Defendants argue that plaintiffs, by including AGDS in the CAC, have commenced a new action, as defined by CAFA.

  As noted, for purposes of removal, state law determines when a party "commences" an action. State law likewise determines whether an amendment of a pleading relates back to the date of the original pleading. See Fed.R.Civ.P. 15(c). Under California law, a court may "allow a party to amend any pleading or proceeding by adding or striking out the name of any party, or by correcting a mistake in the name of a party." See Cal. Code Civ. Proc. § 473(a)(1). As a "general rule," an amendment that adds a new defendant does not relate back to the date of the original complaint. See Woo v. Superior Court, 75 Cal. App. 4th 169, 176 (1999); see also Adams v. Federal Materials Co., Inc., 2005 WL 1862378 (W.D. Ken. 2005) (holding where plaintiffs added new defendant after enactment of CAFA, amendment did not relate back and plaintiffs thus commenced new action against that defendant). When, however, an amendment corrects a "misnomer," California law recognizes an exception and allows the amendment to relate back to the original complaint. See Diliberti v. Stage Call Corp., 4 Cal. App. 4th 1468, 1470 (1992) ("[T]he allowance of amendment and relation back . . . does not depend on whether the parties are technically or substantially changed; rather the inquiry is as to whether the nature of the action is substantially changed."); see, e.g., Hawkins v. Pacific Coast Building Products, Inc., 124 Cal. App. 4th 1497, 1505 (2004) (allowing plaintiff to substitute true name of corporate entity, after statute of limitations had run, where plaintiff had originally sued that entity under fictitious name).

  Here, plaintiffs state they included AGDS in the CAC as a result of defendants' having notified them that the original complaints named two nonexistent entities as trustees, because the actual trustee had been misnamed in the loan documents. By adding AGDS, plaintiffs did not "substantively change" the nature of the action, see Diliberti, 4 Cal. App. 4th at 1470, but merely corrected a "misnomer," see id. Indeed, as defendants conceded when opposing the prior motions to remand, errors in defendants' documentation were the cause of plaintiffs' confusion as to the true name of the trustee. (See Pls. Req. for Judicial Notice, filed July 26, 2005, Ex. H ¶ 2.) In other words, from the time plaintiffs filed their original complaints, plaintiffs have named the trustee as a defendant, and, at most, they used the wrong name in identifying that entity.*fn1 Consequently, the claims against AGDS relate back to the filing of the original complaints.

  Accordingly, the inclusion of AGDS in the CAC did not "commence" a new action for purposes of CAFA.*fn2

  2. The Knights

  Defendants argue that the Knights have brought claims against defendants for the first time, thus "commencing" an action.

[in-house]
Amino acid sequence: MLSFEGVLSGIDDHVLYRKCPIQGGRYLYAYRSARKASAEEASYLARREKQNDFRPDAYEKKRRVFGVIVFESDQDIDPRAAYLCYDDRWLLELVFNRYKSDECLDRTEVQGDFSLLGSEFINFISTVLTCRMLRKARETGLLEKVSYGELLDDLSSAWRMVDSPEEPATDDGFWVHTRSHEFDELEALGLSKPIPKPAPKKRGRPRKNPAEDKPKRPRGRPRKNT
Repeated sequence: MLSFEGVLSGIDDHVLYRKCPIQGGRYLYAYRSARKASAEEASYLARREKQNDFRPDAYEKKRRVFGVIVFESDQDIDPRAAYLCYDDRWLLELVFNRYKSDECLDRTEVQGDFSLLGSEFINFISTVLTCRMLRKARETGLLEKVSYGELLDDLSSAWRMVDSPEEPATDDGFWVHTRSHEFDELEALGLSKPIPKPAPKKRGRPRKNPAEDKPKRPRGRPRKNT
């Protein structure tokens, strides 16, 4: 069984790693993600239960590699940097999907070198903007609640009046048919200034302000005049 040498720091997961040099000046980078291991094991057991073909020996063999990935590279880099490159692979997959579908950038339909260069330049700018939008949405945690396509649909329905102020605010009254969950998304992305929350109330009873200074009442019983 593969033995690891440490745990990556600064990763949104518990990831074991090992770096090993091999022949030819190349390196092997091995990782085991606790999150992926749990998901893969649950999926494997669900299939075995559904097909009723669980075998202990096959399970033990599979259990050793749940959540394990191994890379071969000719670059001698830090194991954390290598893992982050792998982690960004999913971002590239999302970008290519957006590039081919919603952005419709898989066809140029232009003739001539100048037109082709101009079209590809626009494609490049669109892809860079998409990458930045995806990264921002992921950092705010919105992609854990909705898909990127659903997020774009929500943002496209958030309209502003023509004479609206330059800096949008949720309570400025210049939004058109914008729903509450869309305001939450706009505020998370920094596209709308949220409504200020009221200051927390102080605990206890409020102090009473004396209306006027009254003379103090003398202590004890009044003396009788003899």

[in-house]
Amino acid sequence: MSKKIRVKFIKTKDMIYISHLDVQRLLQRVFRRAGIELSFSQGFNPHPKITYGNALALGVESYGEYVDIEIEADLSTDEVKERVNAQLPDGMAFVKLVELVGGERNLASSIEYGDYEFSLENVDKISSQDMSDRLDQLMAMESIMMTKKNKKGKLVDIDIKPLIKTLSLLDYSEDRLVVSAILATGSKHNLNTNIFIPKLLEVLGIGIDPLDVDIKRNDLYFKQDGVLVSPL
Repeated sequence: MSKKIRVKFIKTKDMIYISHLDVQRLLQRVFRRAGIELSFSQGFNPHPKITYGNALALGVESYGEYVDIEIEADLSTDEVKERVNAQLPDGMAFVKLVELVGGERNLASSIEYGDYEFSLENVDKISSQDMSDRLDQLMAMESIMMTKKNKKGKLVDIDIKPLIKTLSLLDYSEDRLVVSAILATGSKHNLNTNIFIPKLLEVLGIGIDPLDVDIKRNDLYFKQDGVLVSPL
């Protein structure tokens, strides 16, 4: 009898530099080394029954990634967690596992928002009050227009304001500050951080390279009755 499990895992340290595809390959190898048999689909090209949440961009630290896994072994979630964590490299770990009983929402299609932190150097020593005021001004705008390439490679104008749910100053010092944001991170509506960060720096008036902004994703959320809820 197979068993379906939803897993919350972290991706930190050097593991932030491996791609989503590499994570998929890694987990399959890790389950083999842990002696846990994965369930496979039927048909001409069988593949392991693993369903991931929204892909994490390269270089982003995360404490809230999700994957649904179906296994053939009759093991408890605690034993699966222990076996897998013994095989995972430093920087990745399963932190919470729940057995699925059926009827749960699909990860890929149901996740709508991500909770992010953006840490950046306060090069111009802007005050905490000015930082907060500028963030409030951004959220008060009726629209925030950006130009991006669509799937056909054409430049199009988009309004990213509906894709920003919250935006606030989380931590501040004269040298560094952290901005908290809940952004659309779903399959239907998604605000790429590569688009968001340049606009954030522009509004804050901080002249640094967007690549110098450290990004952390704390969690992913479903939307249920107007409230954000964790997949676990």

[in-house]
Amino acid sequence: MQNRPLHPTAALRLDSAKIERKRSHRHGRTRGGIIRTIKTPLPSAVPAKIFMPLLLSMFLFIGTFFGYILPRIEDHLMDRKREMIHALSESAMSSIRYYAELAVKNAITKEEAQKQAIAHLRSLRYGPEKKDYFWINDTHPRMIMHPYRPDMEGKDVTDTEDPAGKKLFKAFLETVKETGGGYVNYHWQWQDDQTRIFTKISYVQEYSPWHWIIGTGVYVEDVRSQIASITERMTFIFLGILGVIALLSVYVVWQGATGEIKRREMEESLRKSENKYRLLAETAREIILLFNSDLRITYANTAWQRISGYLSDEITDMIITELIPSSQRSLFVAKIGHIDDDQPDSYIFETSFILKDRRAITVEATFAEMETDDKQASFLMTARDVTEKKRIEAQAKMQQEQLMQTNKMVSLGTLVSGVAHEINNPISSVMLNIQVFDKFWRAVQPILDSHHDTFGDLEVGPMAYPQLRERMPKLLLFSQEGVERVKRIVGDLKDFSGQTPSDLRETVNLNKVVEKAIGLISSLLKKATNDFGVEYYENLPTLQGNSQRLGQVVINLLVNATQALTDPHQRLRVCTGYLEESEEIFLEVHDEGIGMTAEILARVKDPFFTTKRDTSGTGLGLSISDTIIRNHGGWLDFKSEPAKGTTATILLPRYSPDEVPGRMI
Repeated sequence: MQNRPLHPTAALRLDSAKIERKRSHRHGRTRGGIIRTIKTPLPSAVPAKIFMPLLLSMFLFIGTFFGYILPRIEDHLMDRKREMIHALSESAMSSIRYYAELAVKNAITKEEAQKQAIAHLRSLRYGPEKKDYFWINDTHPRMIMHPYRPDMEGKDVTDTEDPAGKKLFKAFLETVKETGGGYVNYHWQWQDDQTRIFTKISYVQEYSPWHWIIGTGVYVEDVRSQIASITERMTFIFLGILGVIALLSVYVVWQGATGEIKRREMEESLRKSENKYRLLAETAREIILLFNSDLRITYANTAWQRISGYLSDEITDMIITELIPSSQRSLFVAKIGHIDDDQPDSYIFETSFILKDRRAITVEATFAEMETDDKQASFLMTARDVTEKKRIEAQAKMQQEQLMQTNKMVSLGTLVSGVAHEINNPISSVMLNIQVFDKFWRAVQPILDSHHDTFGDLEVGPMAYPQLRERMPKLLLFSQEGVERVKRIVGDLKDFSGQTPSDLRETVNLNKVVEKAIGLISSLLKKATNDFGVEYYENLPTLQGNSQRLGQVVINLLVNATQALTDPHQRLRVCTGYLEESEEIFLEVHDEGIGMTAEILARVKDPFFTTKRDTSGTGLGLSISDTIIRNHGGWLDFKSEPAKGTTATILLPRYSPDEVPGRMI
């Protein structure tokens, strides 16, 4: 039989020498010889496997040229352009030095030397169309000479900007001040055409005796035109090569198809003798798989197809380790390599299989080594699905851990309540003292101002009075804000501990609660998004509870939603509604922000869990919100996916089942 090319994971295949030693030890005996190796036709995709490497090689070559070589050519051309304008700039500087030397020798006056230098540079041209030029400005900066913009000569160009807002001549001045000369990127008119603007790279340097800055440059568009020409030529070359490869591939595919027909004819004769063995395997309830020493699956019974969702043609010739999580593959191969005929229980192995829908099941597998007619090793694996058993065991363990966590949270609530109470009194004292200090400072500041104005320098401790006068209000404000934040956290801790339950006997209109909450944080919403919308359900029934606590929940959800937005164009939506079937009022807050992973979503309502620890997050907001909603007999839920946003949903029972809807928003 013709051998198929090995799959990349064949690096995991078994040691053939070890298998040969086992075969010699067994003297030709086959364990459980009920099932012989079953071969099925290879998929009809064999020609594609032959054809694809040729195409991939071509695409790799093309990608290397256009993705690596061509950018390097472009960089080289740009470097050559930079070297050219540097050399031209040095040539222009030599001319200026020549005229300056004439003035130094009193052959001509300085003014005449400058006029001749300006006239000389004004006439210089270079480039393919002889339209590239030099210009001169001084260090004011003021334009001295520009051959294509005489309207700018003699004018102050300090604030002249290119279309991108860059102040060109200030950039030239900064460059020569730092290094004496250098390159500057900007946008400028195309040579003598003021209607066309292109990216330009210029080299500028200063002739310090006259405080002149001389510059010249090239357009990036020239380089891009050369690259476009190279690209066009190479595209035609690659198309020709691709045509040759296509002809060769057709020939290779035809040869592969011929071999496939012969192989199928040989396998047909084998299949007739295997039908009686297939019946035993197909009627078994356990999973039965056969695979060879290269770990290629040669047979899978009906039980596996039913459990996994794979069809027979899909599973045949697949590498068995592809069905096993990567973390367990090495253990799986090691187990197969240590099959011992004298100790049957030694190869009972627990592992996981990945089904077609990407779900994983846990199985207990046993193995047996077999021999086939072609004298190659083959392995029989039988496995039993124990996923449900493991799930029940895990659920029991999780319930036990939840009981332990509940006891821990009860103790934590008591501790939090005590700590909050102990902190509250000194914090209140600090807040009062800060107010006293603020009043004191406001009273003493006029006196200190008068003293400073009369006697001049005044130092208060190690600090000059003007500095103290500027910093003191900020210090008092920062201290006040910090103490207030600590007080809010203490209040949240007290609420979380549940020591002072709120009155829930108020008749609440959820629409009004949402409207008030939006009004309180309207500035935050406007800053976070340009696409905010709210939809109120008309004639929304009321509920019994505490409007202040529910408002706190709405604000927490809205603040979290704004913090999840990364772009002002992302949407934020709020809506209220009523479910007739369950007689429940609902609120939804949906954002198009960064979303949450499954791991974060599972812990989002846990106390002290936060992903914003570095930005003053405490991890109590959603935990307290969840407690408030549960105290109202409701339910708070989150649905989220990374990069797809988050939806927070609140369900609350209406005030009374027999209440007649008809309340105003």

Under California law, "where an amendment is sought . . . the amended complaint will be deemed filed as of the date of the original complaint provided recovery is sought in both pleadings on the same general set of facts." Austin v. Massachusetts Bonding & Insurance Co., 56 Cal. 2d 596, 600 (1961). "Even where new plaintiffs are substituted or added . . ., the same rule applies," Jensen v. Royal Pools, 48 Cal. App. 3d 717, 721 (1975), provided the new party does not seek "to enforce an independent right," see Bartolo v. Superior Court, 51 Cal. App. 3d 526, 533 (1975). Here, plaintiffs do not allege on behalf of the Knights a claim "independent" of that of the putative class, but, rather, assert the same claims alleged by the class representatives named in the original complaints. In other words, both Morgan and Swanson, by asserting claims on behalf of the class in their original complaints, asserted the Knights's claims as well. Put another way, defendants face the same claims in the CAC as they did before the enactment of CAFA.

  The Seventh Circuit aptly summarized the distinction between an amendment that "counts" under CAFA and one that doesn't when it observed: "[A] new development in a pending suit no more commences a new suit [under CAFA] than does its removal." See Knudsen v. Liberty Mutual Insurance Co., 411 F. 3d 805, 806 (7th Cir. 2005). "Plaintiffs routinely amend their complaints, and proposed class definitions, without any suggestion that they have restarted the suit — for a restart (like a genuinely new claim) would enable the defendant to assert the statute of limitations." Id. In short, the inclusion of the Knights as additional class representatives is a "development" that does not "restart" the action.

  Accordingly, the inclusion of the Knights did not "commence" a new action for purposes of CAFA.

  B. Federal Question Jurisdiction

  In their motion for remand, plaintiffs point out that Judge White previously ruled that plaintiffs' claims do not present a federal question. Defendants, in their opposition, do not articulate any reason for reconsideration of Judge White's finding. Indeed, defendants acknowledge "that the circumstances pertinent to the federal question ground for removal have not changed since [Judge White's ruling]." (See Defs. Opp'n at 19:6-7.) Consequently, the Court declines to reconsider Judge White's finding that no federal question exists, and, accordingly, finds that remand is appropriate for lack of subject matter jurisdiction under 28 U.S.C. § 1447(c).


  For the reasons stated, plaintiffs' motion for remand is hereby GRANTED, and the matter is REMANDED to the Superior Court of the State of California, in and for the County of Alameda.